For the past five years, I’ve taught meditation.
And for most of that time, I’ve run a website where I write about and offer books and courses on the subject. The site has been able to positively touch more people than I can count in a way that I never imagined before when I was writing that first article. What started as an audience of two (my mom, of course, and my wife) quickly became hundreds, thousands, and then finally millions.
It’s been amazing, but the ride hasn’t always been smooth. That’s the nature of business, though, it’s gritty and dirty and all things that bleed hard work and dedication. There was one point, in particular, that I remember with clarity because, well…I screwed up. Pretty bad.
For several months, I had been working on my first course. It was going to be big. I just knew it. I hadn’t asked anyone if they wanted it, or if they were interested in what it would be about, or what they might have wanted instead. But that didn’t matter, right? I was doing what I wanted. Afterall, that was one of the great benefits of being in business for myself. I didn’t have to listen to anyone.
Wrong. As much as we try to live out our life thinking we’re isolated by ourselves in our little corner of the world, we can’t escape the truth: we’re interconnected beings. Everything we do must be done with a consideration for the people around us, no matter what it is. This isn’t a bad thing, though, our lives turn out all the better for it. It just doesn’t seem that way at first.
Needless to say, the course didn’t go the way I expected it to go and months of hard work left me questioning everything I had worked so hard for. I placed all my chips in and didn’t get much back and put my family’s well-being at stake by not having a backup plan for all that time I worked. That was the part that really got it. It was irresponsible. And from that point forward I knew I needed to improve my process, both in business and in life, to live and act smarter so nothing like that would ever happen again.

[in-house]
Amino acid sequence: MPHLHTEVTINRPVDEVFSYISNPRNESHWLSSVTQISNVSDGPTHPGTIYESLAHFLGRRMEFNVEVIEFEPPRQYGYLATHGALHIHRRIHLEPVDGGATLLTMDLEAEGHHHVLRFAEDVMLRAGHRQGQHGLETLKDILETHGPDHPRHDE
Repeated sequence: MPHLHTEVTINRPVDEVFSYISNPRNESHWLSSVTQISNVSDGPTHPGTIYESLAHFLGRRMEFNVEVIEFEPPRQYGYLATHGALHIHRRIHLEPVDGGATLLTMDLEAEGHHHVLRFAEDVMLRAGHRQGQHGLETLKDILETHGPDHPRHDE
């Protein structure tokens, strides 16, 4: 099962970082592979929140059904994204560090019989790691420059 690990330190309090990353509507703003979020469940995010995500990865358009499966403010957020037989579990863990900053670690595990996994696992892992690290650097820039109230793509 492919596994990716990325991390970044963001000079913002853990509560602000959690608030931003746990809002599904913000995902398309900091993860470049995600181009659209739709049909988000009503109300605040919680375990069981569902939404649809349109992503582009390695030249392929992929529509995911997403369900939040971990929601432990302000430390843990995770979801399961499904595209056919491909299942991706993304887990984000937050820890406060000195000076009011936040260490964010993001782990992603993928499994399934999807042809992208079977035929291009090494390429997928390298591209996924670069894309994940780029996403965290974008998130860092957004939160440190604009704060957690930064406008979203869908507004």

It is better to risk starving to death then surrender. If you give up on your dreams, what’s left?
– Jim Carrey
Some things in life really could use an instruction manual.
One of those things is the balancing of risk and security. Do you leave your job to pursue your passion business now or later? What’s the difference? Why? And can you ever know with any relative certainty whether your actions will be successful or not? And if so, how do you do it? No one teaches you this stuff.
Luckily, I’ve learned a lot from my experiences (i.e. the hard way), specifically as they pertain to deciding when to move to the next level in my business or in my life based on business success, however small. I don’t want you to make the same mistakes I did, so I want to talk about the major lesson I learned from my own mistake and how that can help you move your business – and your life – forward in a more effective way without having to slow down or take less risks (because, let’s face it, risk is a part of business and life).
You need to get really good at validating the big steps
This is what it comes down to, the major lesson I learned all those years ago and what I want to instill to you. But what do I mean by validating the big steps?
Before large corporations even begin producing a product for the market, they hold what’s called a focus group. Focus groups aren’t some secret, they’re a pretty well-known term and common among big, especially product-focused, companies.